3. The Scenery
Sometimes, I had to stop and remind myself what I was taking for granted around me in this city. During this semester, I went on runs past the Colosseum, my morning commute to work everyday gave me a stunning view of Saint Peter’s Basilica in the sunlight, and my time waiting for the night bus to take my friends and I home from a night out was spent outside the Vittoriano. These things became so normal to me—just another part of my daily life—but unfortunately, they won’t follow me back to daily life in the United States.
4. Weekend travels
I traveled almost every weekend this semester to cities like Florence, Milan, London, Paris, Prague, Budapest, and Barcelona. Back home, I do not have the privilege of hopping onto a cheap RyanAir flight to another city after class on Friday and coming back in time for my internship on Monday morning. I have come to love traveling, and not being able to do it as frequently will be something I greatly miss (although, I can’t say I will miss flying RyanAir—am I right?).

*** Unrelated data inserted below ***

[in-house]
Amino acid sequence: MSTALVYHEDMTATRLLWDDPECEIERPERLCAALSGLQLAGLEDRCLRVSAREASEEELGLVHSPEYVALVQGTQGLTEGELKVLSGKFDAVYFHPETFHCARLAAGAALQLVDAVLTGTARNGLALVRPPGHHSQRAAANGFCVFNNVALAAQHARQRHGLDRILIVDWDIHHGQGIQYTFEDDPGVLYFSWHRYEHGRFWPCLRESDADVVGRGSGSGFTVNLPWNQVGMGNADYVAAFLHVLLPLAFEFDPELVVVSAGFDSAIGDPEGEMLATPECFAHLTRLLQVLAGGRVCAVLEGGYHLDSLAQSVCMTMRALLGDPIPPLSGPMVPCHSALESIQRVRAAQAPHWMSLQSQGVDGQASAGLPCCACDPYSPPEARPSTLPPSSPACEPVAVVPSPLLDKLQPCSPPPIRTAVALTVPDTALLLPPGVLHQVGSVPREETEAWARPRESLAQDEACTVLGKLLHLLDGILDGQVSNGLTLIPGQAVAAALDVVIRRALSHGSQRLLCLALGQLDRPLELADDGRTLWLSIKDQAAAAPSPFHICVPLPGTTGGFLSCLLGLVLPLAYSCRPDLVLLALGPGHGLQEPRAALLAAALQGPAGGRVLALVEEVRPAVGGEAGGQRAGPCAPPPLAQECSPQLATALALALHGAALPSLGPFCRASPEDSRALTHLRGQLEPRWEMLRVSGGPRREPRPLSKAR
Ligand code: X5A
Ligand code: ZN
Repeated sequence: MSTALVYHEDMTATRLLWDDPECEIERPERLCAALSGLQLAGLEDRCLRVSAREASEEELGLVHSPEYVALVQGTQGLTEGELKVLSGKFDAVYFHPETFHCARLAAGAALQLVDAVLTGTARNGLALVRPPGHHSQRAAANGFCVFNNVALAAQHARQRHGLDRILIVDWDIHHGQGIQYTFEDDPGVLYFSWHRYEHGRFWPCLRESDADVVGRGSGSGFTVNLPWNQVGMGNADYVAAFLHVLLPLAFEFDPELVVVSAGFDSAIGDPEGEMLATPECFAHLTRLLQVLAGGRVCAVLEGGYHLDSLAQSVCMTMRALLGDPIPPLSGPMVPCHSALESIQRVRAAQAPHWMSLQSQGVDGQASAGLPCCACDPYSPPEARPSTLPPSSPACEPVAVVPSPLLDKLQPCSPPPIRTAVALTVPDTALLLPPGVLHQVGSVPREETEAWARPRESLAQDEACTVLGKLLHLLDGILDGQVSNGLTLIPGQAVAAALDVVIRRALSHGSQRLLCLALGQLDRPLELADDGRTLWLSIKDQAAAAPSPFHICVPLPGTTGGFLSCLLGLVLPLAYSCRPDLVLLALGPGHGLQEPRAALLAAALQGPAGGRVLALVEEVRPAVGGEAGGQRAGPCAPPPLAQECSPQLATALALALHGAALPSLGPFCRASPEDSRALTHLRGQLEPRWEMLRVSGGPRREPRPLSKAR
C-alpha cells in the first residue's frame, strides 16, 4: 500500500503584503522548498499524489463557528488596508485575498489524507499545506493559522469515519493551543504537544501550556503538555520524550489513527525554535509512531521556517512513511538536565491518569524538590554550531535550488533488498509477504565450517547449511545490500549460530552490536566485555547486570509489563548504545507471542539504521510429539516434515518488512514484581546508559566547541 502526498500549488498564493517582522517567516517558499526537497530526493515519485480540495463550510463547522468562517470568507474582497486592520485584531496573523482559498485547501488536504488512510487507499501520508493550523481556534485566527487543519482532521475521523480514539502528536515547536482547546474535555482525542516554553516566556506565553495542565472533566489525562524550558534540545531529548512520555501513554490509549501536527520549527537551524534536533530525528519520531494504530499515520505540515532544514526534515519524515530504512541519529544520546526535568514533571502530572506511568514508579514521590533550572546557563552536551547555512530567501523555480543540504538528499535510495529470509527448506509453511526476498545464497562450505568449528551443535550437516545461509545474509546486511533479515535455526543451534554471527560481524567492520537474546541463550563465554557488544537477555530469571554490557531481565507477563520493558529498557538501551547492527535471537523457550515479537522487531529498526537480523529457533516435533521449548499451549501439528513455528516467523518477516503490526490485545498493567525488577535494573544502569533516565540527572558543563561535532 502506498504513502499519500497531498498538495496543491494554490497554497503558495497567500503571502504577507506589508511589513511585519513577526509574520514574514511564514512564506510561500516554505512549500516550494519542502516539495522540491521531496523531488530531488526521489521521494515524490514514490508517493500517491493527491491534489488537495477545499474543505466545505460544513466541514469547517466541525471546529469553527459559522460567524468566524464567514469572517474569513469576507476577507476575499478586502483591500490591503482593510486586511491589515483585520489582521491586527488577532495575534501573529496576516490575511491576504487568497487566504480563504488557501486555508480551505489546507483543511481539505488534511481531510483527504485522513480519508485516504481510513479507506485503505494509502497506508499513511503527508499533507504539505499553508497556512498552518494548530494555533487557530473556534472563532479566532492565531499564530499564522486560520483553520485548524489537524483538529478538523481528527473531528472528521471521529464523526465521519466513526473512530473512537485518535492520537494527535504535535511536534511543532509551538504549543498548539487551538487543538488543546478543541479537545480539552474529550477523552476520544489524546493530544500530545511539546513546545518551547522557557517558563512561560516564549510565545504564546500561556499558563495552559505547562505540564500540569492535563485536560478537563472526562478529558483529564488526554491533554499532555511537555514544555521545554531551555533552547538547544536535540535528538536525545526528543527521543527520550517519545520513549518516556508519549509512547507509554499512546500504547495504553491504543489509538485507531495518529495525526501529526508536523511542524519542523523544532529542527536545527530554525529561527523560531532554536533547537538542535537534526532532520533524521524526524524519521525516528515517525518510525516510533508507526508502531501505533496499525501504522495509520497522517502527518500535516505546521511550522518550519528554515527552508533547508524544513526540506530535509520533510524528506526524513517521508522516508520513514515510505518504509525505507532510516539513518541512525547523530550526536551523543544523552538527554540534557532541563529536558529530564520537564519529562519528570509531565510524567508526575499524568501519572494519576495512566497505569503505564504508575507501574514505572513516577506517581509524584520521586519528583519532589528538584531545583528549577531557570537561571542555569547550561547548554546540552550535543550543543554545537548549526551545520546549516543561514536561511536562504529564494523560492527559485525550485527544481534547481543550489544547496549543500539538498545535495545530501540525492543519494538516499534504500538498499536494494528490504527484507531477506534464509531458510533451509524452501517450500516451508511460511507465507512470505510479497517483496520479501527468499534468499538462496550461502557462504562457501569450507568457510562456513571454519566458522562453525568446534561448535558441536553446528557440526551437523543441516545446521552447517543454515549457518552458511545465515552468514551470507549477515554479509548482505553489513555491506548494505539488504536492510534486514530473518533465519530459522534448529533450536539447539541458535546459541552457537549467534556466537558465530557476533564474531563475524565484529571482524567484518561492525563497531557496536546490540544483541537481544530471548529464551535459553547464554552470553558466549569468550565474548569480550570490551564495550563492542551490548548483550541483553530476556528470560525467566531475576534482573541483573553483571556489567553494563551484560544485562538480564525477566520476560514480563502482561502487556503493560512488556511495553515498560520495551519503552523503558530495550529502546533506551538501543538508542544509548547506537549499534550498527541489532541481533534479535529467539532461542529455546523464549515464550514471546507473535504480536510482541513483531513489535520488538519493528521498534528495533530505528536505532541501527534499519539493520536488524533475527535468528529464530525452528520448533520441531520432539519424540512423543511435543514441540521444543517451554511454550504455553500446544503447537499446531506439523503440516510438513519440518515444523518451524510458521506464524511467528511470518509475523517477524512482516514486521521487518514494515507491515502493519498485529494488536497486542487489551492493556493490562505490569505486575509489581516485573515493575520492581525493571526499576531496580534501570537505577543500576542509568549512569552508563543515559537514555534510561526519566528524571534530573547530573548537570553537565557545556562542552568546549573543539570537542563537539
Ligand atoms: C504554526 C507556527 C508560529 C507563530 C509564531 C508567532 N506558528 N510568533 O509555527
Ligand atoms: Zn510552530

5. THE FOOD
I have eaten some of the best food in this city—pizza, cacio e pepe, buffalo mozzarella, bruschetta, gelato, and tiramisu. My friends make fun of me because after every meal I announce: “Oh my god, that was the best thing I have ever eaten in my entire life.” This statement (although dramatic) is true! Every meal I eat tastes even better than the last. Roman food gets 5 stars from me.
6. My Italian Family
This semester, the students on my program had the opportunity to tutor a child in English and visit the house of a Roman family every week. I was placed with the kindest, most welcoming, and loving family. Going to their home every Thursday to play games with, read to, talk with, and eat dinner with them has been a huge highlight of this experience. This Thursday will be my last visit and saying goodbye will be hard. I really don’t think this goodbye is a permanent one; I will come back to Rome and seeing this incredible family will be a priority during this future visit.
7. My internship at the Vatican